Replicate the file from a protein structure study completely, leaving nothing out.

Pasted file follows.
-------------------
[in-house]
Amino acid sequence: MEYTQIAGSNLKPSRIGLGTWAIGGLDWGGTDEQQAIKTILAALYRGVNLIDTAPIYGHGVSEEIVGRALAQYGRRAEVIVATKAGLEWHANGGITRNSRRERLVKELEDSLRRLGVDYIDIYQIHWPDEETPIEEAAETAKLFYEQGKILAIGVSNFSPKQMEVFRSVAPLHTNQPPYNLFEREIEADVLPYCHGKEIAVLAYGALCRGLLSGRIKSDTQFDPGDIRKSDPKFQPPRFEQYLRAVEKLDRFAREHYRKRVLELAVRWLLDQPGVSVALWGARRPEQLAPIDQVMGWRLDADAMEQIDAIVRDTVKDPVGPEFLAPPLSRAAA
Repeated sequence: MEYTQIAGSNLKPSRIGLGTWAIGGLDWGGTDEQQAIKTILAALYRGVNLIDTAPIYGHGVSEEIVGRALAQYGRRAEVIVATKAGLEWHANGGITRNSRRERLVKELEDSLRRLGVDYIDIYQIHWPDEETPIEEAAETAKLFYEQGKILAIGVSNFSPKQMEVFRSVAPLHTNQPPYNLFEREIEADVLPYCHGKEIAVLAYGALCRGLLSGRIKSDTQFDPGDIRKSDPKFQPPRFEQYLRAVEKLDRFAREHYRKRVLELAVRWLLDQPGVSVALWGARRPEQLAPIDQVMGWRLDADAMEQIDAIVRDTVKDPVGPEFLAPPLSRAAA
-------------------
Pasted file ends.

[in-house]
Amino acid sequence: MEYTQIAGSNLKPSRIGLGTWAIGGLDWGGTDEQQAIKTILAALYRGVNLIDTAPIYGHGVSEEIVGRALAQYGRRAEVIVATKAGLEWHANGGITRNSRRERLVKELEDSLRRLGVDYIDIYQIHWPDEETPIEEAAETAKLFYEQGKILAIGVSNFSPKQMEVFRSVAPLHTNQPPYNLFEREIEADVLPYCHGKEIAVLAYGALCRGLLSGRIKSDTQFDPGDIRKSDPKFQPPRFEQYLRAVEKLDRFAREHYRKRVLELAVRWLLDQPGVSVALWGARRPEQLAPIDQVMGWRLDADAMEQIDAIVRDTVKDPVGPEFLAPPLSRAAA
Repeated sequence: MEYTQIAGSNLKPSRIGLGTWAIGGLDWGGTDEQQAIKTILAALYRGVNLIDTAPIYGHGVSEEIVGRALAQYGRRAEVIVATKAGLEWHANGGITRNSRRERLVKELEDSLRRLGVDYIDIYQIHWPDEETPIEEAAETAKLFYEQGKILAIGVSNFSPKQMEVFRSVAPLHTNQPPYNLFEREIEADVLPYCHGKEIAVLAYGALCRGLLSGRIKSDTQFDPGDIRKSDPKFQPPRFEQYLRAVEKLDRFAREHYRKRVLELAVRWLLDQPGVSVALWGARRPEQLAPIDQVMGWRLDADAMEQIDAIVRDTVKDPVGPEFLAPPLSRAAA